Multiple sclerosis (MS) is a chronic neurological disease that affects the brain and spinal cord. It is thought that MS is an autoimmune disease, where a person’s immune system reacts to its own body, namely the myelin sheath that surrounds the nerve cells. Disease symptoms include vision problems, imbalance and paralysis of the limbs. The exact cause of MS is still unknown, and therapies without adverse effects are not available. Substantial evidence suggests that the disease arises as a result of a certain combination of environmental, genetic and infectious circumstances. We hypothesize that herpesviruses create a repertoire of autoreactive T-cells, which play a crucial role in the demyelination process. To unravel the contribution of these autoreactive T-cells to the pathogenesis of MS, the common marmoset is used as an animal model for MS. The common marmoset is a relevant model with a close genetic and immunological proximity to humans, and it resembles the disease in its clinical and pathological presentation. This thesis describes how the common marmoset model for MS is refined ethically, mechanistically, and conceptually to better understand the underlying pathogenic processes, as well as to develop and improve new targets for MS therapy.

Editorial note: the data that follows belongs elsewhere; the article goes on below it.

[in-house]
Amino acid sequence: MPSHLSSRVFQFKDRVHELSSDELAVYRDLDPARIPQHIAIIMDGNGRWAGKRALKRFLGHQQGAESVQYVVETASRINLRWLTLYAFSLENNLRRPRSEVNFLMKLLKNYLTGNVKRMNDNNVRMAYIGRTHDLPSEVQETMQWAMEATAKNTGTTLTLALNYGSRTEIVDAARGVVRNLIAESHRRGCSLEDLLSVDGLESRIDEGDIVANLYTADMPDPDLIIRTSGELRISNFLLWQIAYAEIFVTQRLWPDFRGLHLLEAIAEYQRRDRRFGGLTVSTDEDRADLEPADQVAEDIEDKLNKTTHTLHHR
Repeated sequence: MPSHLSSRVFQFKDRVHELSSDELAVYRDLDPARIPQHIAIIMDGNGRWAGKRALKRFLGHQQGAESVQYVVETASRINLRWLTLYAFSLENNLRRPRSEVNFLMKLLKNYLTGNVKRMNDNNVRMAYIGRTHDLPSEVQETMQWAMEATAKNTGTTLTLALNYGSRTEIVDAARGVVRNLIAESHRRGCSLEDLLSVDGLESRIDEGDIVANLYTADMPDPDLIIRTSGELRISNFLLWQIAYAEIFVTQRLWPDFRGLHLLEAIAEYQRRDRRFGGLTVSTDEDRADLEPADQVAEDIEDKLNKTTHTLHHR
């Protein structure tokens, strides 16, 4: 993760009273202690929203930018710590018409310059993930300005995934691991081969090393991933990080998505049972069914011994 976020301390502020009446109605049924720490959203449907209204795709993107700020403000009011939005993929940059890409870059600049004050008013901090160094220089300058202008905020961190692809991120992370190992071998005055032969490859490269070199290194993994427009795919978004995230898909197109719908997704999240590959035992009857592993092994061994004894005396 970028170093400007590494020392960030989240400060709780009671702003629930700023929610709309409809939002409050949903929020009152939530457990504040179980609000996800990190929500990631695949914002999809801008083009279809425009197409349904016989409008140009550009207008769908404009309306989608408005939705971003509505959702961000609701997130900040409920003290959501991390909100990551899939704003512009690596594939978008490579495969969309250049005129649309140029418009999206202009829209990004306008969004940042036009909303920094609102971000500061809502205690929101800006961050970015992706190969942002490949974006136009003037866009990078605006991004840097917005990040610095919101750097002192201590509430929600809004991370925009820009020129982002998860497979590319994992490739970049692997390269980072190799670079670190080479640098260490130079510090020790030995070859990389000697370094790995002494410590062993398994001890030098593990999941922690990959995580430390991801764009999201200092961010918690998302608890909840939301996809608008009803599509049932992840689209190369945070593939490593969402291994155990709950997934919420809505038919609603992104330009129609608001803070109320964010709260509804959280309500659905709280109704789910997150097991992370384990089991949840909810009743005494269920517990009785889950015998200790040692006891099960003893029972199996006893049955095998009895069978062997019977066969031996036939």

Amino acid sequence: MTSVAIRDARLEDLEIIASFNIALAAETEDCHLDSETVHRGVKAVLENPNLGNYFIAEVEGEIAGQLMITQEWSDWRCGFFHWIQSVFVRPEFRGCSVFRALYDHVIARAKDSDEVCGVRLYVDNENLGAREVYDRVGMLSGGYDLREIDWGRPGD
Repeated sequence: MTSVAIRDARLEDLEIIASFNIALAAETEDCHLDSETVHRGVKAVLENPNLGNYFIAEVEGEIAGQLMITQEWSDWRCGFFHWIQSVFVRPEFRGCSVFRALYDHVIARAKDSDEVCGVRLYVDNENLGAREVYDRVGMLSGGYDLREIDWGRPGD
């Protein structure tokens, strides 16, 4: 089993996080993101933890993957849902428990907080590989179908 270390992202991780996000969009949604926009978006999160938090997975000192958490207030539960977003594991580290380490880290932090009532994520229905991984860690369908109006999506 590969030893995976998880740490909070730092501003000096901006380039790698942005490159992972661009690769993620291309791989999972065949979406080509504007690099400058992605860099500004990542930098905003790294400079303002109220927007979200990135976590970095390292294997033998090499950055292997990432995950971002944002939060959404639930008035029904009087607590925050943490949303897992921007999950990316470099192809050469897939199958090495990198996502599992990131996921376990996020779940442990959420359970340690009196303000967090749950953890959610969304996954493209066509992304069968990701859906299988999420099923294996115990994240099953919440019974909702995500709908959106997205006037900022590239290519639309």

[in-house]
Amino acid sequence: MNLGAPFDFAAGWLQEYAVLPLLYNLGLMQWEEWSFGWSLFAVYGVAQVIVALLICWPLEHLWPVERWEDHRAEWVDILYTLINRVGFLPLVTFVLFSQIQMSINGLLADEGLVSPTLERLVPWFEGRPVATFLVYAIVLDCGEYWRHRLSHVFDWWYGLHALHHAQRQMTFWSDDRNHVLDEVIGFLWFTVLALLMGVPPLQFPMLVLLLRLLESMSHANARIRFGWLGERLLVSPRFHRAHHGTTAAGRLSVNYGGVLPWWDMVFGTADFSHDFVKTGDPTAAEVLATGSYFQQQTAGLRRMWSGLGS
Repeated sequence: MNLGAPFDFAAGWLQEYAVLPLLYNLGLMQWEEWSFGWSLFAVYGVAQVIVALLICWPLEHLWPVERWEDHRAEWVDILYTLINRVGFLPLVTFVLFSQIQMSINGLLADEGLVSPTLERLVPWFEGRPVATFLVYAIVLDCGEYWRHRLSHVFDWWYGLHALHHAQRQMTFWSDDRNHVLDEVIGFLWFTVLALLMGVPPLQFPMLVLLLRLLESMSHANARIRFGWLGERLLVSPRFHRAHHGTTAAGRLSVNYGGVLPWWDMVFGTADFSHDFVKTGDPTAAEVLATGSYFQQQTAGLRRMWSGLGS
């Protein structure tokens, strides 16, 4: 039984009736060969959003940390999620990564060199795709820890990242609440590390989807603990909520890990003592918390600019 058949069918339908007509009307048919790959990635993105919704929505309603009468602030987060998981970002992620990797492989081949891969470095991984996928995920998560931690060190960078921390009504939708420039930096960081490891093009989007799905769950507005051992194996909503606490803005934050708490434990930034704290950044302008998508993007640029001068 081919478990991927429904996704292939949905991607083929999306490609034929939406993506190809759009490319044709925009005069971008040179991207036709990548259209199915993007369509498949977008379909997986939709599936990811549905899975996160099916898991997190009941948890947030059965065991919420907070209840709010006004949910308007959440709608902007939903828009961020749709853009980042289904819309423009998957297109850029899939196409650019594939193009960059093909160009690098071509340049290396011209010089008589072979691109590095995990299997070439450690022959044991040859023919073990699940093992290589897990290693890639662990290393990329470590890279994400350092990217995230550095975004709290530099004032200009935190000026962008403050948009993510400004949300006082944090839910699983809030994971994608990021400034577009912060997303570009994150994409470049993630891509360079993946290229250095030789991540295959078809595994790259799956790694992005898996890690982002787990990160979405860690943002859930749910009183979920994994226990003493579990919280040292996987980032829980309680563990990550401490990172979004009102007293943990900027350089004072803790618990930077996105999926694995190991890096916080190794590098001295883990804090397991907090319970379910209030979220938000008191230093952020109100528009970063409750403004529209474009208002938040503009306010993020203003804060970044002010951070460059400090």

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Financial supported by the Biomedical Primate Research Centre, JE Jurriaanse Stichting, U-CyTech, Merck Serono, Genzyme Nederland, BD Biosciences, and Radio Holland BV.
Erasmus MC: University Medical Center Rotterdam
J.D. Laman (Jon) , B.A. 't Hart (Bert)
Erasmus MC: University Medical Center Rotterdam

Jagessar, A. (2012, May 23). Mechanistic refinement of the common marmoset model for multiple sclerosis. Retrieved from